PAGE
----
PCPID Quarterly Meeting: September 26–27, 2011
President’s Committee for People with Intellectual Disabilities
- The President’s Committee for People with Intellectual Disabilities (PCPID)
- Announcements, Meeting Announcements, Publication (Documents and Resources), Meeting Minutes
- Meeting Minutes, Meeting Announcement
Longterm Services and Supports/Community Living
Nancy Thaler, Executive Director, National Association of State Directors of Developmental Disabilities Services
Nancy Thaler began with an overview of the Long-term Services and Supports/Community Living, noting evidence of significant change across the country, from institutional to community care. Soon, eleven states would have no publicly funded institutions. Ms. Thaler noted in that group, Alaska and Oregon currently have no privately funded institutions, and they seemed to be doing just fine.
Ms. Thaler reported that major problems face the states. The national structural budget deficits will combine with the recession and Baby Boomers reaching retirement age. Medicare and Medicaid are expected to rise rapidly while Social Security shrinks, and the demographic shift reflects a growing demand for services, and a lack of growth in the number of care givers. Ms. Thaler stressed the necessity of confronting reality. Public funding growth will slow, while the workforce will not keep pace with the demand, and waiting lists will increase. Many states, do not keep waiting lists at all. Reality calls for reevaluating current services. Citing Lakin's data, the average costs of an ICSMR, public and private combined, cost $225,000 per year per person. The contrast was one person in ICFMR or five people living with their family. This is significant in understanding where the most benefit can be found and the most people served for the money.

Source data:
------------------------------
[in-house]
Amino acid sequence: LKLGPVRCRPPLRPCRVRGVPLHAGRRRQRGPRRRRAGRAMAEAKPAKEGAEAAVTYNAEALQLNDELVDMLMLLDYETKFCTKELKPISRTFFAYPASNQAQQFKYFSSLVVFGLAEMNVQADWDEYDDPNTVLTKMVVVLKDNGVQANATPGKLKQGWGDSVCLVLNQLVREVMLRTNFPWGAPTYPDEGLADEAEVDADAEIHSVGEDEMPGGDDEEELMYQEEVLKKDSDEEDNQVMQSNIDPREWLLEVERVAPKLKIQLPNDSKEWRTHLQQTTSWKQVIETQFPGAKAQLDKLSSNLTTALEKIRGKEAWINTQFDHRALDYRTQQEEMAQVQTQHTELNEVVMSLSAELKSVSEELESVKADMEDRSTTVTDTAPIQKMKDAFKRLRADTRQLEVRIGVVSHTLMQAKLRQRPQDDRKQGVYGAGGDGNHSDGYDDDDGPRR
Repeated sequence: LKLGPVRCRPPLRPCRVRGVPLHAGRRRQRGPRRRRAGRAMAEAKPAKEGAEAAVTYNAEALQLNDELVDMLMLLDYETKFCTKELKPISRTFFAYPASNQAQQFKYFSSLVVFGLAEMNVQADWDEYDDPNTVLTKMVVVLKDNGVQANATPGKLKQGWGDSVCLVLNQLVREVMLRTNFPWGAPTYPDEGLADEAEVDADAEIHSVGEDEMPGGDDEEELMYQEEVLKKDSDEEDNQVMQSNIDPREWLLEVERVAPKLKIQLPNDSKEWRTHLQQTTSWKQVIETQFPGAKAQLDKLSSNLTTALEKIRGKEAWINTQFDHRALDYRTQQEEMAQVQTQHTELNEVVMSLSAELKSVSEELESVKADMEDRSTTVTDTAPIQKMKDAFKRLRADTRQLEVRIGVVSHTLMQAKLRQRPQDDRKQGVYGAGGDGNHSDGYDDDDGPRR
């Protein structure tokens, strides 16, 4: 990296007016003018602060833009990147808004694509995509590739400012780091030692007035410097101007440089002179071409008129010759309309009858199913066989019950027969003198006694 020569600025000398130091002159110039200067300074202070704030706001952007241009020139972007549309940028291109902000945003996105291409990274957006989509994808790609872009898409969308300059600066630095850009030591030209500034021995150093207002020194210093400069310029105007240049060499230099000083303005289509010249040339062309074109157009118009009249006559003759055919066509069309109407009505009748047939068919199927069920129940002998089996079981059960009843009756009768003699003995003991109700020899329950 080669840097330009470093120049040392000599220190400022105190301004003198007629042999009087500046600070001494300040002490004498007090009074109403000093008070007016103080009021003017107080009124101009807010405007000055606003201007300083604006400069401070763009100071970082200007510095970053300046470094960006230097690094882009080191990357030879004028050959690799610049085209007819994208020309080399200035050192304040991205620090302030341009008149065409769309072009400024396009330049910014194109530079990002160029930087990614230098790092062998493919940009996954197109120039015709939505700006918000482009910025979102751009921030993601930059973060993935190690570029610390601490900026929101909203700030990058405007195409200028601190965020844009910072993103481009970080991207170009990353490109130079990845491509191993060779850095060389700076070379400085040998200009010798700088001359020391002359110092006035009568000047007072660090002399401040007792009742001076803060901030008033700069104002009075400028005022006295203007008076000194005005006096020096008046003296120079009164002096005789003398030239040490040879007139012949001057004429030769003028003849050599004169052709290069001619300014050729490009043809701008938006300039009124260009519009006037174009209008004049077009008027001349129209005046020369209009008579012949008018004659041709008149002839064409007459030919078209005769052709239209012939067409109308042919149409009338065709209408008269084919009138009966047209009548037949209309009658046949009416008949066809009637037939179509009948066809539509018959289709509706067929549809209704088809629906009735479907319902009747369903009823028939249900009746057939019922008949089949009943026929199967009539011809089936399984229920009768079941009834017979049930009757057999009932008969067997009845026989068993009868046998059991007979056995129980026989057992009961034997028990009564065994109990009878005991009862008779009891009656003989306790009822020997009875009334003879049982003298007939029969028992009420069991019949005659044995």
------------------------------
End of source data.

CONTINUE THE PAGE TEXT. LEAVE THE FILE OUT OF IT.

When people talk about long-term care services, generally it is in the aging system. When people enter Medicaid, the average length of stay is somewhere between 18 and 24 months. There is not a long-term cost per each person because they are not in the system very long. She contrasted this to people with IDD, who stay a lifetime. The impact of making a decision for a person with IDD early in life had tremendous longitudinal implications.
This idea is nudging the system to be person-centered, to support families, and involve people in the community for the lowest cost. The question was whether people and their families will struggle alone or have a great life because the supports were there for them. The type and amount of support provided to families opened their homes because they had the supports.
Ms. Thaler then responded to the Committee’s four questions, describing basic human and civil rights as core foundational values, and emphasizing the premise that people with IDD want to live like typical citizens.
Subsequently, she identified the following risks: congregating people on the false premise that it saved money and reducing services based on the assumption that people and their families have other alternatives to public services. People with IDD can’t buy private insurance for long term supports and few can pay privately for a life time. Reductions in services, based on assumptions that families can care for family members without assistance, and pressures to solve the dual eligibility problem will push people into long-term care systems not designed for them.